Europe’s banks lag behind American competition even after profit growth
Dhe leading banks in the US collectively earned almost twice as much as their European peers last year, despite falling profits. “The big US banks still leave their European competitors well behind in terms of profits and profitability – even if the gap has narrowed in the past year,” said EY partner Robert Melnyk, summarizing the results of an analysis by the consulting firm.
According to this, the net profit of the ten largest US banks in terms of total assets fell by around 24 percent in 2022 to the equivalent of 140 billion euros. The main reason: Investment banking – i.e. business with IPOstakeovers and mergers – weakened.
For Europe In contrast, EY calculated a plus of 3.5 percent to a good 72 billion euros in the top ten financial institutions, which include Deutsche Bank as the only German institution. This is the highest value in the past ten years. Among other things, the turnaround in interest rates in the euro area is providing a boost. According to EY expectations, interest income should also increase in the current year, and the lending business will become more profitable.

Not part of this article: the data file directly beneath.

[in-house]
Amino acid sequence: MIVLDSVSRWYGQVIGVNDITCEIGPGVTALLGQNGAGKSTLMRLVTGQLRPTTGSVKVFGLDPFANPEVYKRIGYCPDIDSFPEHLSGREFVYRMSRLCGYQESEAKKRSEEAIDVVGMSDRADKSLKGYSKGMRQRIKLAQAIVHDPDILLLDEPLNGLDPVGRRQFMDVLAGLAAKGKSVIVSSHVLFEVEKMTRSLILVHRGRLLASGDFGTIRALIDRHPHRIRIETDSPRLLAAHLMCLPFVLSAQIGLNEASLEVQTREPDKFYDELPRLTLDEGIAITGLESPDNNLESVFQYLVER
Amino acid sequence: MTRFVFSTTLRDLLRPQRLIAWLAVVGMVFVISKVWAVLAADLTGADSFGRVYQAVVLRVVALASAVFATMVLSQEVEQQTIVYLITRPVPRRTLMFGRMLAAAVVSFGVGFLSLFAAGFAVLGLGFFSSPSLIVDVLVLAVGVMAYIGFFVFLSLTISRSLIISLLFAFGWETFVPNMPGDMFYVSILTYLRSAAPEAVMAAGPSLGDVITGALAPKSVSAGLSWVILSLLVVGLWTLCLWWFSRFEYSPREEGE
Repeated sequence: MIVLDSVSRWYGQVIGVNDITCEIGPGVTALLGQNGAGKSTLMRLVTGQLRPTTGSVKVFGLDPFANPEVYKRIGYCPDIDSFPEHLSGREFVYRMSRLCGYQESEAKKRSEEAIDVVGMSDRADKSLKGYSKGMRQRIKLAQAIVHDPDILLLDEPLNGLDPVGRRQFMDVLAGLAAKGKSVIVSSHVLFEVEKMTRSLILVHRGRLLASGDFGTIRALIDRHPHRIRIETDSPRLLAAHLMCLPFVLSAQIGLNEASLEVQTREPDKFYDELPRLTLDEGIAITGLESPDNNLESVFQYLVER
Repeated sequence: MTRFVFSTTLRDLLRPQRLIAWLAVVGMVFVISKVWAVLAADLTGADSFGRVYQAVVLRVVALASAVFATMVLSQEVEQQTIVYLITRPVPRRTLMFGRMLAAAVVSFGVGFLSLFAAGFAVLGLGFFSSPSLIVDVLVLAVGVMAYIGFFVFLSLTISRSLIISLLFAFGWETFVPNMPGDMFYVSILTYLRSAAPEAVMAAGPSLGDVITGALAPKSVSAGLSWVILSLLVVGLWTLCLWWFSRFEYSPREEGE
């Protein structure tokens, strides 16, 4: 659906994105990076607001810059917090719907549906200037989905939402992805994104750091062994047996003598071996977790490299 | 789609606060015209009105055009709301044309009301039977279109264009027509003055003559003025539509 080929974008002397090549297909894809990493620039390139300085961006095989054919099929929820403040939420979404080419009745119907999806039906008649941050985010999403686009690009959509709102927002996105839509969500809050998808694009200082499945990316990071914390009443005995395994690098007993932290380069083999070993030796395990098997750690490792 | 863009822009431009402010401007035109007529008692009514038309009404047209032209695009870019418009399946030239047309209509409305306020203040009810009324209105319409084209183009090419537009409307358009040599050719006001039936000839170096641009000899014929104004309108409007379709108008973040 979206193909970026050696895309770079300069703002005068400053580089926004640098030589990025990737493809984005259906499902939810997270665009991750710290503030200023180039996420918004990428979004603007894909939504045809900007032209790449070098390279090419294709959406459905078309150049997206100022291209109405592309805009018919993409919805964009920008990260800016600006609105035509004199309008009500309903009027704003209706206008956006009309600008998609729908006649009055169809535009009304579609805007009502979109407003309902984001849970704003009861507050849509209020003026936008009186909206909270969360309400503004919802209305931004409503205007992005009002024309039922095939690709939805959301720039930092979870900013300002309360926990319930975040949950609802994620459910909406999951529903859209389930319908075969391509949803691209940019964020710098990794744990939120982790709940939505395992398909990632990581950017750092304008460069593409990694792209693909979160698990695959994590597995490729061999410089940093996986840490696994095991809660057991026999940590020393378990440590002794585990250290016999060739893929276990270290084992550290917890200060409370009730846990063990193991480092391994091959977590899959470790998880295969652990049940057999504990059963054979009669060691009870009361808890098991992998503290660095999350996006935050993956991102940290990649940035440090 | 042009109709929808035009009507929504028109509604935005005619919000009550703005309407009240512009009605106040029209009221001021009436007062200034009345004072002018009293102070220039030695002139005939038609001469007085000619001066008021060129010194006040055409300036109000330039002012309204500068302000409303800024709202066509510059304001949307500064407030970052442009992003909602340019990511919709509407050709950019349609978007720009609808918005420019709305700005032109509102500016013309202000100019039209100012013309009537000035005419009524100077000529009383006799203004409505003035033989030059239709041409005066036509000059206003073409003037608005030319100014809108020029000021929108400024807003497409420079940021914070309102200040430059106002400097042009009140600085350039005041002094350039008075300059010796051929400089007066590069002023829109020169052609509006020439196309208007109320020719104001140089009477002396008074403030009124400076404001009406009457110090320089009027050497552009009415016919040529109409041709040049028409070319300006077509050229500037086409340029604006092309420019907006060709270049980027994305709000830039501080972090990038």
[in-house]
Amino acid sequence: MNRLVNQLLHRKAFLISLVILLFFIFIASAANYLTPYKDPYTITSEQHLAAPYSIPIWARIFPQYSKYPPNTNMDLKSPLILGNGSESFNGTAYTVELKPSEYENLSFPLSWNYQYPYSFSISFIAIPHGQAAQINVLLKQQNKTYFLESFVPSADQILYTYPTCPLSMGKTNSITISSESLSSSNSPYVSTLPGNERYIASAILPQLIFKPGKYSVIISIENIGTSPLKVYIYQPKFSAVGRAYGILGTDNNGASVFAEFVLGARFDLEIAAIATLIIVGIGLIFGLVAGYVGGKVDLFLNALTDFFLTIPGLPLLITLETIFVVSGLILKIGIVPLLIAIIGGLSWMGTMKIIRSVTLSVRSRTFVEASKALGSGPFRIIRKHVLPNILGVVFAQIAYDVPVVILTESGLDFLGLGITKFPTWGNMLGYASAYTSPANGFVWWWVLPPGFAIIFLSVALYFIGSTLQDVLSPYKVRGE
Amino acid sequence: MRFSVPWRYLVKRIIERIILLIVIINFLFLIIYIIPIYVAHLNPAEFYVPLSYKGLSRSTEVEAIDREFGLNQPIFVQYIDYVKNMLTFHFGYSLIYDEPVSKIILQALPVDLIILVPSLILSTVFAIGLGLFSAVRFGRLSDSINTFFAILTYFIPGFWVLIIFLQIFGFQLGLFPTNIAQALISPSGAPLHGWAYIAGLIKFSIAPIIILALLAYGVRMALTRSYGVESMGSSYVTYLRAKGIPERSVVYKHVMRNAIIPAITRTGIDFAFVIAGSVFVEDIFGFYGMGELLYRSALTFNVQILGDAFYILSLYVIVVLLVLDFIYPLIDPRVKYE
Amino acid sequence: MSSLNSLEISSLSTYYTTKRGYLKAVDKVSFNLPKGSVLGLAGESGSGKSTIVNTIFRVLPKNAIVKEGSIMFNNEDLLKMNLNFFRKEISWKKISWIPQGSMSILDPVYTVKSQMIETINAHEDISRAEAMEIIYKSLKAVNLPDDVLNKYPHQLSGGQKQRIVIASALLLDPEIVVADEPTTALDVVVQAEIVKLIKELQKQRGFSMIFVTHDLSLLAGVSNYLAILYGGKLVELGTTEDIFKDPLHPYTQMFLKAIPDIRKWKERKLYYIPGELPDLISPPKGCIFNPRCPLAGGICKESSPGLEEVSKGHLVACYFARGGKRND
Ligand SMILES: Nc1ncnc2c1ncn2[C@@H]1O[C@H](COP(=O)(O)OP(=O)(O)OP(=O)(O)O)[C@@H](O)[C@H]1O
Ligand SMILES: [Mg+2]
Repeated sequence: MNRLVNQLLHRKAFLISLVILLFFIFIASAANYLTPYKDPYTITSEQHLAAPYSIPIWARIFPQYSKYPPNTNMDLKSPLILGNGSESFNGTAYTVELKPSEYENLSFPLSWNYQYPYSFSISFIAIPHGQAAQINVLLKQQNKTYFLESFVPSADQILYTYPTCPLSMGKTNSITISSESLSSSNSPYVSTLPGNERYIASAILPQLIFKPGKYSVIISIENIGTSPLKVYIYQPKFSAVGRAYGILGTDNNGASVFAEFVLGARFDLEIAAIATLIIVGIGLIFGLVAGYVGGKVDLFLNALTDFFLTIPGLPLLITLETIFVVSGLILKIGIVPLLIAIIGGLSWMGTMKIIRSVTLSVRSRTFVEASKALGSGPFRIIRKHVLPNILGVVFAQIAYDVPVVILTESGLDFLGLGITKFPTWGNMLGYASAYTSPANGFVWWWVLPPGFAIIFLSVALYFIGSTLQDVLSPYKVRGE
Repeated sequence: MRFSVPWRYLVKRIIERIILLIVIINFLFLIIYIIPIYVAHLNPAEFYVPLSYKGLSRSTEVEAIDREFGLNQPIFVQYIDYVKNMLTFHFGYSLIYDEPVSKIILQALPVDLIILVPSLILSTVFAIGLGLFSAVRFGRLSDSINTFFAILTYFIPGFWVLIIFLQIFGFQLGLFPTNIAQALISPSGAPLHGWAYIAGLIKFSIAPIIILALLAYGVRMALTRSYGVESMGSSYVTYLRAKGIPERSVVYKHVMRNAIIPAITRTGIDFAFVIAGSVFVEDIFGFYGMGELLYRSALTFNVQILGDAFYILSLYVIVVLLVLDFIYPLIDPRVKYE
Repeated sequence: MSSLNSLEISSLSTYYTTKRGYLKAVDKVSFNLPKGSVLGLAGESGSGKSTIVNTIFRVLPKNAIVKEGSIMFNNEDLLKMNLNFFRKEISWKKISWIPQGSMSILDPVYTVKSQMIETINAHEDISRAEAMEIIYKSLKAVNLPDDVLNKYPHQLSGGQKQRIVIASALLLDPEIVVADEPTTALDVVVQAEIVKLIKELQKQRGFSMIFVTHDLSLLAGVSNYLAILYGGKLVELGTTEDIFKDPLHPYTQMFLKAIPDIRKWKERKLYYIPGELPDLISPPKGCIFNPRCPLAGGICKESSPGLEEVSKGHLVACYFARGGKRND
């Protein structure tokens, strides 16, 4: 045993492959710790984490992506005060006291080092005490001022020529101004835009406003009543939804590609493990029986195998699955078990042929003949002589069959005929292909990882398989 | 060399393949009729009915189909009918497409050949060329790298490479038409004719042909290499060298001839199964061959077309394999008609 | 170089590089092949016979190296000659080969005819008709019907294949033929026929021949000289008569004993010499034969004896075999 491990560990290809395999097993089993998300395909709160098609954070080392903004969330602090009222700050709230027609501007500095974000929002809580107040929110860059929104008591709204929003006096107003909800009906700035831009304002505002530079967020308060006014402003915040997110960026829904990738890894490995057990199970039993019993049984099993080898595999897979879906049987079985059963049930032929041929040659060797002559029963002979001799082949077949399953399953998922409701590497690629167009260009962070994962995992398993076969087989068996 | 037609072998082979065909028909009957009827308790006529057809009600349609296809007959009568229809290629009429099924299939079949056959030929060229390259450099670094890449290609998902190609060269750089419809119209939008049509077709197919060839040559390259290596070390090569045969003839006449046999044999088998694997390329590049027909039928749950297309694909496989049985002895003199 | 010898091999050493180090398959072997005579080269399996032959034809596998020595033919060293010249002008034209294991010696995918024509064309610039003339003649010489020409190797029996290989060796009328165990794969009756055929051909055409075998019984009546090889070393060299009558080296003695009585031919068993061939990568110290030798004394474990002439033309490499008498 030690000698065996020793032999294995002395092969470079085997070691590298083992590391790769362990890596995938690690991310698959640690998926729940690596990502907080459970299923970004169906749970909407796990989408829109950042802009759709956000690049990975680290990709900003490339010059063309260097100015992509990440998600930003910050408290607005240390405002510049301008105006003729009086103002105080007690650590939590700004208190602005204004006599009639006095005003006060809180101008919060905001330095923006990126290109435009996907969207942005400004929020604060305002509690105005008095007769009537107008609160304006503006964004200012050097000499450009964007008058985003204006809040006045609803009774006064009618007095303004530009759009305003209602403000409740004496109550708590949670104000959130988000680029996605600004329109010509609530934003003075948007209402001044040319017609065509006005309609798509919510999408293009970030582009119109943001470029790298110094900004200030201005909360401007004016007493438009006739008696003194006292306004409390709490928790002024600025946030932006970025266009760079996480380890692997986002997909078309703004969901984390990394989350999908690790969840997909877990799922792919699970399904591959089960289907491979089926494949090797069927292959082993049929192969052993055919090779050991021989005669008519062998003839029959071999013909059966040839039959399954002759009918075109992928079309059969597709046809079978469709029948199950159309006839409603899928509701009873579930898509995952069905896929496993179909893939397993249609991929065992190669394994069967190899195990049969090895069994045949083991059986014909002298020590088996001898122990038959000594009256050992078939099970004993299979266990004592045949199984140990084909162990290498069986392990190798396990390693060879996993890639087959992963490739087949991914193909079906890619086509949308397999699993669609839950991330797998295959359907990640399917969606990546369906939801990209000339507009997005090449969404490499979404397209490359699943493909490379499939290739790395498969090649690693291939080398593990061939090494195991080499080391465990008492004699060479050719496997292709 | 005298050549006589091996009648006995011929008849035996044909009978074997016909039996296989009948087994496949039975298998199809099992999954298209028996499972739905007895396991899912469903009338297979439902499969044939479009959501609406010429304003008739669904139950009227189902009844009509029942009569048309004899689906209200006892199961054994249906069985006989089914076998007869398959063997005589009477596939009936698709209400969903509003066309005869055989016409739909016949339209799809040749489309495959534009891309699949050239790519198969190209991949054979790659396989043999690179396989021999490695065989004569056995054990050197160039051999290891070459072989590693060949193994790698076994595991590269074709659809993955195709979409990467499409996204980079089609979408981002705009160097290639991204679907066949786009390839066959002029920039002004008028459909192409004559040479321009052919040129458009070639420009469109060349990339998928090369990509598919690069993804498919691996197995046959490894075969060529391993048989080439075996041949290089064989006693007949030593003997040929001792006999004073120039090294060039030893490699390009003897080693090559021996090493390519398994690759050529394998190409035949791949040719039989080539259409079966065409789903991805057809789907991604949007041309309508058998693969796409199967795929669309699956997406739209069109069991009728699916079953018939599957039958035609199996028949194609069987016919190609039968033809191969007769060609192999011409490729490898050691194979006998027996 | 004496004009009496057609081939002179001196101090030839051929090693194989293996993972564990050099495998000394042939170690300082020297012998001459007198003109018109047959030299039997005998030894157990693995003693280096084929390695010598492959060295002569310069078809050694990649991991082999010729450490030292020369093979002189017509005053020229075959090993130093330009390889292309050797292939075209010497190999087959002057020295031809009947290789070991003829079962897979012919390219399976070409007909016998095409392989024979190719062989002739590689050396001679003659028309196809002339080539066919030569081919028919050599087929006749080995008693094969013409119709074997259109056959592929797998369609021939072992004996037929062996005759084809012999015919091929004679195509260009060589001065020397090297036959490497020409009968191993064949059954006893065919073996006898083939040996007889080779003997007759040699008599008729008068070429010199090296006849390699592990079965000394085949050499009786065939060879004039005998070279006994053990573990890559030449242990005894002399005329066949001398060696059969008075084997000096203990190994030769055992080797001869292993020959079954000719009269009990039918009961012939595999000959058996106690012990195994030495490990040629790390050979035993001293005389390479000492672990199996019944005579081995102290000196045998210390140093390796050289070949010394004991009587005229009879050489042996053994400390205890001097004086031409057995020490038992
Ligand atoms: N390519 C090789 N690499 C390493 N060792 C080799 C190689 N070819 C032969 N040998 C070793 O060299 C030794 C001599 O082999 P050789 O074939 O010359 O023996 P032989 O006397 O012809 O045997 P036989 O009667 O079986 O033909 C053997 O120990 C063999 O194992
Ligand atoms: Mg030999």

JPMorgan Chase lonely top
Nevertheless, according to the EY overview, in every year since 2013 the cumulative profits of the major American top banks have been at least 83 percent higher than those of their European competitors. Last year, seven of the ten US banks surveyed made a profit of more than ten billion euros, a lonely peak: JPMorgan Chase with a profit of around 35.3 billion euros. Of the ten European banks, only the British HSBC and the French BNP Paribas achieved more than 10 billion euros in profits.
EY partner Melnyk advises not to overestimate the catching up of European banks in terms of profitability: “The weak profit development of US banks is only a snapshot.” If the climate on the capital markets improves and, for example, business with company takeovers and IPOs is back in Once momentum picks up, “we will in all likelihood see significantly increasing profits on the other side of the Atlantic,” predicted Melnyk. “Then the distance to the European institutes could widen again.”
The figures compiled by EY relate to the months of January up to and including December 2022, regardless of when the financial year begins for the respective companies. Sources are, among other things, the financial reports of the banks. The respective average exchange rate for the months of January to December in the years 2013 to 2022 was used to convert the reporting currencies into euros.